CFGAG News and Views vol. 59 June 1, 2014

"A Good Start"

The 2014 planting season is almost wrapped up, and for the most part, off to a good start. Yes, there are still wet holes to plant, and a number of acres to be planted in the Northern tier of states, but compared to recent years of 2011 and 2013, we are in much better shape overall. Prices for corn and wheat have fallen sharply this past month, and the concern is mounting that we could fall much further. Considering the managed money positions that are still quite large to the long side, it is certainly warranted concern, and we now focus on this months weather, and the very important reports to come out on June 30. On that day we get the always important Quarterly Grain Stocks as well as Planted Acreage. These two reports along with the two week forecast for pollination will likely define our price ranges as we look toward harvest. We urge producers that have price risk in either direction to make sure they are comfortable with their positions ahead of these reports. There will likely be a wide range of guesses, there will likely be some big surprises!

When considering the Stocks Report, we look back to the past one on March 31 when USDA surprised us with a lower than expected stocks number in corn. Much discussion ensued as to the accuracy of feed use, export projections, and the resulting carryout. We expect that debate to go on well after the ink is dry on these reports, but the price action that follows is what we care about, as that is what our net farm income depends on. Not having enough price protection, or hedge defense, can be very costly both in terms of dollars and peace of mind. Consider how you feel about the following questions:

1) Will we "find" more grain in the Stocks Report?

2) Will the Planted Acreage reflect less prevented plant than a year ago? What does total production look like?

3) How will USDA handle the tight soybean stocks? Did we understate last years production?

4) Depending on the stocks and planted acreage, what is the implied carryout for corn, beans, and wheat?

5) Will end users have incentive to buy up, or wait for lower prices?

The possibilities are many, the risks are great. If we were to get a bearish stocks report, a bigger acre number, and a favorable forecast, the downside support levels could be quickly tested. If we get friendly numbers, or if the market has already priced in some neutral numbers, we may get a decent rally depending on weather. Depending on your individual plan and price goals, are you where you want to be given your crop prospects? Make sure to call and go over the different outlooks and ways to add some comfort to your position before June 30.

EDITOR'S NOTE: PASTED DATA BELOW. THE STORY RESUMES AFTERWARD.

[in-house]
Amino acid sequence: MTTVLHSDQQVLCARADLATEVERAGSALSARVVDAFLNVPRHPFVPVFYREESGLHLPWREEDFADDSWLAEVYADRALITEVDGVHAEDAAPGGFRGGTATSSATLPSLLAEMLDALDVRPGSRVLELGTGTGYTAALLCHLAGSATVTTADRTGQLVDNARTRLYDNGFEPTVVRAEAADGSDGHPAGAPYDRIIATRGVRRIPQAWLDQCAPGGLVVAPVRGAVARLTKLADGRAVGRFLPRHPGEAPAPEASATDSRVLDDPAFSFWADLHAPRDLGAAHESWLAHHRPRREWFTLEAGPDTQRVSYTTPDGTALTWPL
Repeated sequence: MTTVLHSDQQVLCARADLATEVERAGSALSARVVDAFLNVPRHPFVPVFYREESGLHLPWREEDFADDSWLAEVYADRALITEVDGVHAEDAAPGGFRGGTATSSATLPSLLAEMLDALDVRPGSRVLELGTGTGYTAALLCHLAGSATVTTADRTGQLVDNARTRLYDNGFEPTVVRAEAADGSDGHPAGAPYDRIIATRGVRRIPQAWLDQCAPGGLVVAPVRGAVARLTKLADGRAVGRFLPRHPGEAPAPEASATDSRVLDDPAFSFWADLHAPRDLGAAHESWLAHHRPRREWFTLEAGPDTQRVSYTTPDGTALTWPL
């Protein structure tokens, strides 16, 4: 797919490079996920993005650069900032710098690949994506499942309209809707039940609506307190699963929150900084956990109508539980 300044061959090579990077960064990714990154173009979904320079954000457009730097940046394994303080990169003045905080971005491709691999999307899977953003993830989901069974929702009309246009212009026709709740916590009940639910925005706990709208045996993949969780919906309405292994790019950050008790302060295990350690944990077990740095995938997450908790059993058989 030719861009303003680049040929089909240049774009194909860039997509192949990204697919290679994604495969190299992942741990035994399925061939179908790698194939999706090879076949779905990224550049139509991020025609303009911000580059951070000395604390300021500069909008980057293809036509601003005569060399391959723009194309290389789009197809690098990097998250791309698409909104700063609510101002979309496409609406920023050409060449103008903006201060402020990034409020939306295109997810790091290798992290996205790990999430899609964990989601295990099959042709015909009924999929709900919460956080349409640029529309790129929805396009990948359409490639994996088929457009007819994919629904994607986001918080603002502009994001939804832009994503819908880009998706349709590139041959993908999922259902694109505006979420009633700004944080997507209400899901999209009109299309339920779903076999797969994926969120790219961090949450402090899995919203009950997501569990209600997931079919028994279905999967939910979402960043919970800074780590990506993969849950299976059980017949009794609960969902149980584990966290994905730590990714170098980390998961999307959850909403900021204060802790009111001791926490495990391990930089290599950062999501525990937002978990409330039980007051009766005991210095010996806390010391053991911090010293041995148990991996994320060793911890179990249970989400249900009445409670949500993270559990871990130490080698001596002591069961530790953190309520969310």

For those of you who have short dated, July expiration puts on, or any July puts, those expire on June 20. For the short dated (Dec futures) July puts, we have some decisions to make. With the recent price break, all of these above 4.60 are now "in the money" and if nothing is done, will be exercised into short December futures as long as they remain, "in the money". There are some choices to be made, and all of them are good. Making the best choice is an individual decision based on your feeling of the market as to price direction, risk tolerance, insurance coverage,and of course net farm income projections. Here are a few choices that stand out to us:

1) If you are friendly the market, sell the puts and pocket the profit at a price level you think will be the low end of the range

2) If you want to extend coverage, but do not want the risk of a futures position, sell the July put, and buy a September put as September and December futures are about the same